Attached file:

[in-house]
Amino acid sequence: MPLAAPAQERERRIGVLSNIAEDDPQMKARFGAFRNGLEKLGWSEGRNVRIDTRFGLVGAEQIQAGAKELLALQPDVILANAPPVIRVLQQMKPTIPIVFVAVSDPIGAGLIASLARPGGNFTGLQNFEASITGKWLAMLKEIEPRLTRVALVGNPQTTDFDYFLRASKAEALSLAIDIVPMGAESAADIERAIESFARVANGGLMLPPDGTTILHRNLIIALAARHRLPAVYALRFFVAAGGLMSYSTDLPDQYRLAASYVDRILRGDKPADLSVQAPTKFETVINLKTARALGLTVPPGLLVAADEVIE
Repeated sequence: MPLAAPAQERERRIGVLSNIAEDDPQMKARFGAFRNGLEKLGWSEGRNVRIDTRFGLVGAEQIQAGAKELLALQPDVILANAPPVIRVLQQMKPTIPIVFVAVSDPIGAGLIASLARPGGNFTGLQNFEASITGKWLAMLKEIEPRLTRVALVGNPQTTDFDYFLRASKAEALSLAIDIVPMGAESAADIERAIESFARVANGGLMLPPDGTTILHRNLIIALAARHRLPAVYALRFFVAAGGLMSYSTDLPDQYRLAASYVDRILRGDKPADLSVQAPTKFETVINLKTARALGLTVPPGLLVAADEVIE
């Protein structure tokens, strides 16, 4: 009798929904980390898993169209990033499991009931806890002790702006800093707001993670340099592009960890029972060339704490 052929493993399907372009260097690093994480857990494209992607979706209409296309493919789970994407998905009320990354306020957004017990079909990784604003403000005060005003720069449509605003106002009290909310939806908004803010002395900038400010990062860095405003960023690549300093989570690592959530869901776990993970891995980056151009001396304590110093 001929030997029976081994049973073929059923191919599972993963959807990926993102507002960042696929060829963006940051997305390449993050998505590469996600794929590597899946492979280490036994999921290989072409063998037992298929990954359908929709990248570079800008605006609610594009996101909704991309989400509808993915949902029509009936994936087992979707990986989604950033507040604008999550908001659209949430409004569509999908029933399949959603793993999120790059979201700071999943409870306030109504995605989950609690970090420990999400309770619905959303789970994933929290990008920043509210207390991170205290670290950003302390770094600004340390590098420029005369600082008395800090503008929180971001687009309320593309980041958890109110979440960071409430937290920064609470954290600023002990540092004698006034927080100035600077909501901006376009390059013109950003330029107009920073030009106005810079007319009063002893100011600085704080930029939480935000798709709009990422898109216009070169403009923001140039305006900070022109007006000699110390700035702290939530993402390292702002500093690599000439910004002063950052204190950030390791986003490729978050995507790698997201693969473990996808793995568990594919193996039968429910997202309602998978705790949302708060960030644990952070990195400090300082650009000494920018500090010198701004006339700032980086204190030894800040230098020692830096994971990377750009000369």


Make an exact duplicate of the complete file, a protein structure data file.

[in-house]
Amino acid sequence: MPLAAPAQERERRIGVLSNIAEDDPQMKARFGAFRNGLEKLGWSEGRNVRIDTRFGLVGAEQIQAGAKELLALQPDVILANAPPVIRVLQQMKPTIPIVFVAVSDPIGAGLIASLARPGGNFTGLQNFEASITGKWLAMLKEIEPRLTRVALVGNPQTTDFDYFLRASKAEALSLAIDIVPMGAESAADIERAIESFARVANGGLMLPPDGTTILHRNLIIALAARHRLPAVYALRFFVAAGGLMSYSTDLPDQYRLAASYVDRILRGDKPADLSVQAPTKFETVINLKTARALGLTVPPGLLVAADEVIE
Repeated sequence: MPLAAPAQERERRIGVLSNIAEDDPQMKARFGAFRNGLEKLGWSEGRNVRIDTRFGLVGAEQIQAGAKELLALQPDVILANAPPVIRVLQQMKPTIPIVFVAVSDPIGAGLIASLARPGGNFTGLQNFEASITGKWLAMLKEIEPRLTRVALVGNPQTTDFDYFLRASKAEALSLAIDIVPMGAESAADIERAIESFARVANGGLMLPPDGTTILHRNLIIALAARHRLPAVYALRFFVAAGGLMSYSTDLPDQYRLAASYVDRILRGDKPADLSVQAPTKFETVINLKTARALGLTVPPGLLVAADEVIE
């Protein structure tokens, strides 16, 4: 009798929904980390898993169209990033499991009931806890002790702006800093707001993670340099592009960890029972060339704490 052929493993399907372009260097690093994480857990494209992607979706209409296309493919789970994407998905009320990354306020957004017990079909990784604003403000005060005003720069449509605003106002009290909310939806908004803010002395900038400010990062860095405003960023690549300093989570690592959530869901776990993970891995980056151009001396304590110093 001929030997029976081994049973073929059923191919599972993963959807990926993102507002960042696929060829963006940051997305390449993050998505590469996600794929590597899946492979280490036994999921290989072409063998037992298929990954359908929709990248570079800008605006609610594009996101909704991309989400509808993915949902029509009936994936087992979707990986989604950033507040604008999550908001659209949430409004569509999908029933399949959603793993999120790059979201700071999943409870306030109504995605989950609690970090420990999400309770619905959303789970994933929290990008920043509210207390991170205290670290950003302390770094600004340390590098420029005369600082008395800090503008929180971001687009309320593309980041958890109110979440960071409430937290920064609470954290600023002990540092004698006034927080100035600077909501901006376009390059013109950003330029107009920073030009106005810079007319009063002893100011600085704080930029939480935000798709709009990422898109216009070169403009923001140039305006900070022109007006000699110390700035702290939530993402390292702002500093690599000439910004002063950052204190950030390791986003490729978050995507790698997201693969473990996808793995568990594919193996039968429910997202309602998978705790949302708060960030644990952070990195400090300082650009000494920018500090010198701004006339700032980086204190030894800040230098020692830096994971990377750009000369």